The possibility of DNA transfer from GMOs to human chromosomes through food digestion is something that scientists are concerned about. A study conducted by agricultural biochemistry Professor Harry Gilbert from the University of Newcastle found that genetically modified food can alter the make-up of the human stomach showing the possibility of long term DNA changes and a potential for antibiotic resistances to build. These resistances in turn lead the creation of superbugs which can not be easily overcome by conventional medicine. Even organic raised meats and plants are not a sure-fire way of avoiding the side effects of GMOs if they are in any way contaminated.

Outside of the United States, the unknown use of GMOs is not acceptable for the reasons previously mentioned. Other countries have already installed labeling policies that include minimum thresholds allowed for GMO content. The European Union and Australia have a limit of 1% GMO ingredients before a label needs to be applied, Japan 5%, Korea 3%, and Brazil 4%.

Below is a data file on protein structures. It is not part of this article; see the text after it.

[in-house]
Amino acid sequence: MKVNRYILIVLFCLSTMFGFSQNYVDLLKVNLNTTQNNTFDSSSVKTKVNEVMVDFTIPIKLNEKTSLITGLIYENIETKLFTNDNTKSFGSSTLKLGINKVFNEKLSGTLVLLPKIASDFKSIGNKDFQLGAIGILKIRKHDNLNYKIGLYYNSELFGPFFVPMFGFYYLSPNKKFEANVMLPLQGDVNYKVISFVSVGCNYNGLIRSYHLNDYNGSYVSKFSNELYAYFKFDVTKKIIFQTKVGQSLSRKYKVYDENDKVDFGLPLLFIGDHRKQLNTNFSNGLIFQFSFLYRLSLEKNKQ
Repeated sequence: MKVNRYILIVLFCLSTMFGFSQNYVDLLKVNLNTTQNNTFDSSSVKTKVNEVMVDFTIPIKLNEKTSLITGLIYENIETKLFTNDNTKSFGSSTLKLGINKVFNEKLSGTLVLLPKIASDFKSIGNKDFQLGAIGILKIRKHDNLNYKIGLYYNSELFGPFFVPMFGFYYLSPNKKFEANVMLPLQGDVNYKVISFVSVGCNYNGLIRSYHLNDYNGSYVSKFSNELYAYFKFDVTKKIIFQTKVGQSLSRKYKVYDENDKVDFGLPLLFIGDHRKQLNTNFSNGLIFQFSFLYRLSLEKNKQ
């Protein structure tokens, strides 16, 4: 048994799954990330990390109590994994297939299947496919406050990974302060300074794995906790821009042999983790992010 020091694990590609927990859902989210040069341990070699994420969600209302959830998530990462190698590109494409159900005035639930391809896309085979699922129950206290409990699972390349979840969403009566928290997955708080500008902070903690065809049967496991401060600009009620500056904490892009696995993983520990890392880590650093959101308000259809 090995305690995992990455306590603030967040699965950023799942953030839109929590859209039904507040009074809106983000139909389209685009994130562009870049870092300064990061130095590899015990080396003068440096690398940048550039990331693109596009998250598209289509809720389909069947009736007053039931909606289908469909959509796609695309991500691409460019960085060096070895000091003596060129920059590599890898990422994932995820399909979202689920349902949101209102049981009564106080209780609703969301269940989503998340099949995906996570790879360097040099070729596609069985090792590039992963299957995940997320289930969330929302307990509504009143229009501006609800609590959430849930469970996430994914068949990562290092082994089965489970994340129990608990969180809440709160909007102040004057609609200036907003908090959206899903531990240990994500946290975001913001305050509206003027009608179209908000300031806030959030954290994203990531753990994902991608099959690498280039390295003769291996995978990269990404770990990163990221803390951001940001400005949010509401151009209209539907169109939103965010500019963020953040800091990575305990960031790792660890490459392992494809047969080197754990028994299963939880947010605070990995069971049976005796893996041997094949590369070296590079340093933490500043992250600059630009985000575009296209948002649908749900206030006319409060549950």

Another factor that complicated the GMO issues is an international law established in 1991 with the signing of the Union for Protection of New Varieties of Plants. This law allow allows exclusive rights to those who genetically modify an existing variety of plant to create a new variety. This “distinct variety” has to carry all characteristics of the original plant variety with the addition of it being genetically modified. This has created “an emerging worldwide practice adopted by GM companies of patenting the seeds and biodiversity of indigenous plantlife and thereby colonizing local nature and wildlife.”